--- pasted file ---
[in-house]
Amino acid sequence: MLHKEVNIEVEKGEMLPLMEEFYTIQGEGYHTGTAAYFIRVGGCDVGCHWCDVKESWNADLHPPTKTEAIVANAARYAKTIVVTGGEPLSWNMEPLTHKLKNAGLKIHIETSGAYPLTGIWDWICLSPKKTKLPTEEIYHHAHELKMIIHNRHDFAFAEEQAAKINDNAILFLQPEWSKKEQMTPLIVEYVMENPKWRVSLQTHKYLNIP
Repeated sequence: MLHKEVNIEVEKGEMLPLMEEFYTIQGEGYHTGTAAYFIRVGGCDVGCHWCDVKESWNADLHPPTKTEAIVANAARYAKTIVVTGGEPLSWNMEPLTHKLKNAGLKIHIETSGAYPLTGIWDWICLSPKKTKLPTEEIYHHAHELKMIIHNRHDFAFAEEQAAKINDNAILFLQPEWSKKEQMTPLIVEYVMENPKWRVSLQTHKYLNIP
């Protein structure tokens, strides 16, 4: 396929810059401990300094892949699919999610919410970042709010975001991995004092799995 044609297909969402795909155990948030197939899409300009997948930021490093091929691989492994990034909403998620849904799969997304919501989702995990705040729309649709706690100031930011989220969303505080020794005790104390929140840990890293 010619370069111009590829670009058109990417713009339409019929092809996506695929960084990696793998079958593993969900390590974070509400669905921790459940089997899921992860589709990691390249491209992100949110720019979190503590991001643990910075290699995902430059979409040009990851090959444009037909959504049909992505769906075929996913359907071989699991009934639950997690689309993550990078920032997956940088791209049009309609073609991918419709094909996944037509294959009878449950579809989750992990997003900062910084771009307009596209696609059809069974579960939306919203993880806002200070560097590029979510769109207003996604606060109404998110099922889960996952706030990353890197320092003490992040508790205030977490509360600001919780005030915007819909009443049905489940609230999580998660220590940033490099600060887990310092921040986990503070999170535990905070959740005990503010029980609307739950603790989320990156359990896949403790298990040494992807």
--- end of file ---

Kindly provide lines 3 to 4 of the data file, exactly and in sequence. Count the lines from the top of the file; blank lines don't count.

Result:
Repeated sequence: MLHKEVNIEVEKGEMLPLMEEFYTIQGEGYHTGTAAYFIRVGGCDVGCHWCDVKESWNADLHPPTKTEAIVANAARYAKTIVVTGGEPLSWNMEPLTHKLKNAGLKIHIETSGAYPLTGIWDWICLSPKKTKLPTEEIYHHAHELKMIIHNRHDFAFAEEQAAKINDNAILFLQPEWSKKEQMTPLIVEYVMENPKWRVSLQTHKYLNIP
């Protein structure tokens, strides 16, 4: 396929810059401990300094892949699919999610919410970042709010975001991995004092799995 044609297909969402795909155990948030197939899409300009997948930021490093091929691989492994990034909403998620849904799969997304919501989702995990705040729309649709706690100031930011989220969303505080020794005790104390929140840990890293 010619370069111009590829670009058109990417713009339409019929092809996506695929960084990696793998079958593993969900390590974070509400669905921790459940089997899921992860589709990691390249491209992100949110720019979190503590991001643990910075290699995902430059979409040009990851090959444009037909959504049909992505769906075929996913359907071989699991009934639950997690689309993550990078920032997956940088791209049009309609073609991918419709094909996944037509294959009878449950579809989750992990997003900062910084771009307009596209696609059809069974579960939306919203993880806002200070560097590029979510769109207003996604606060109404998110099922889960996952706030990353890197320092003490992040508790205030977490509360600001919780005030915007819909009443049905489940609230999580998660220590940033490099600060887990310092921040986990503070999170535990905070959740005990503010029980609307739950603790989320990156359990896949403790298990040494992807």